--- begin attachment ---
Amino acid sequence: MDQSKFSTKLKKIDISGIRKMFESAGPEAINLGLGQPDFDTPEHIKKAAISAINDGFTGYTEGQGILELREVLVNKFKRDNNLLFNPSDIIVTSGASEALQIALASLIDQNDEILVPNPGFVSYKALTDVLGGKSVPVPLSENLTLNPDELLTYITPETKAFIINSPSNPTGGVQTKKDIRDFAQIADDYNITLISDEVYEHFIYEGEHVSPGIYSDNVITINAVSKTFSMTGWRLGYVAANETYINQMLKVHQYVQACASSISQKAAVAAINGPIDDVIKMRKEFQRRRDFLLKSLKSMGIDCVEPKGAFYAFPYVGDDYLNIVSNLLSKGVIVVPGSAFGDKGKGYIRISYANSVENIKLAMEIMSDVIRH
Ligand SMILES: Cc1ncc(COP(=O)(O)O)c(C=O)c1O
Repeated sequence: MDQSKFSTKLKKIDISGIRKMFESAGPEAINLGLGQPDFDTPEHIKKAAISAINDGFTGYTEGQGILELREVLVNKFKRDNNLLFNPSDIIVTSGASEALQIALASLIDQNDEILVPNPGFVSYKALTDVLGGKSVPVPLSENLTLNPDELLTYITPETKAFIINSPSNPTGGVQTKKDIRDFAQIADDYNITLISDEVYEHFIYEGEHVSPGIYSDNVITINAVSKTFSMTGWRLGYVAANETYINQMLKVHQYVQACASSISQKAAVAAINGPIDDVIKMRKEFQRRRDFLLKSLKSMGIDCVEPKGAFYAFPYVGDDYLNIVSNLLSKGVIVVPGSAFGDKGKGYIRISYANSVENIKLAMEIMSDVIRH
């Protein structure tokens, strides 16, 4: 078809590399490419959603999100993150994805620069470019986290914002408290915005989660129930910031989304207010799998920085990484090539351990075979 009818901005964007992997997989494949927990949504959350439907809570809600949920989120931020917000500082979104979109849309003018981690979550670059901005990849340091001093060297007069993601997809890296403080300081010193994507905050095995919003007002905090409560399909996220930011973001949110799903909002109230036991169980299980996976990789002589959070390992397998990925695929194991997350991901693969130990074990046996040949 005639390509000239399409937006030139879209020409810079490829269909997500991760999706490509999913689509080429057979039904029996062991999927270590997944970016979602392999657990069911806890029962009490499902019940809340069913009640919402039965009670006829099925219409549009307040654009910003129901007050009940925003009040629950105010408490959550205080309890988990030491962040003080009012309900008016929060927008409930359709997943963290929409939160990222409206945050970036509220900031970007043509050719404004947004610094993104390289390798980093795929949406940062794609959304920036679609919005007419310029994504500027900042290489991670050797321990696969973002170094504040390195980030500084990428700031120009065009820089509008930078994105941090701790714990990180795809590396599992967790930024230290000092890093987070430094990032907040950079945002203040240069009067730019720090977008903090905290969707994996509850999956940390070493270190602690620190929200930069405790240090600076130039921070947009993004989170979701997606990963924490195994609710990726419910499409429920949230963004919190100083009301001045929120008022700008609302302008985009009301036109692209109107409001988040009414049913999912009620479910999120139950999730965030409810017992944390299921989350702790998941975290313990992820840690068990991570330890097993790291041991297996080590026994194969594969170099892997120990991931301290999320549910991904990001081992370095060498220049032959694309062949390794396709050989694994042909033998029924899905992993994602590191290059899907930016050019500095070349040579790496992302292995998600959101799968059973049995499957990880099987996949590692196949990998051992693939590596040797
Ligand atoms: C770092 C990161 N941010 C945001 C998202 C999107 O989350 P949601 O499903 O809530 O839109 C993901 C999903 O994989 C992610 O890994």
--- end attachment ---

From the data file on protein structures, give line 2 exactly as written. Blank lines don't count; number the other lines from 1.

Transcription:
Ligand SMILES: Cc1ncc(COP(=O)(O)O)c(C=O)c1O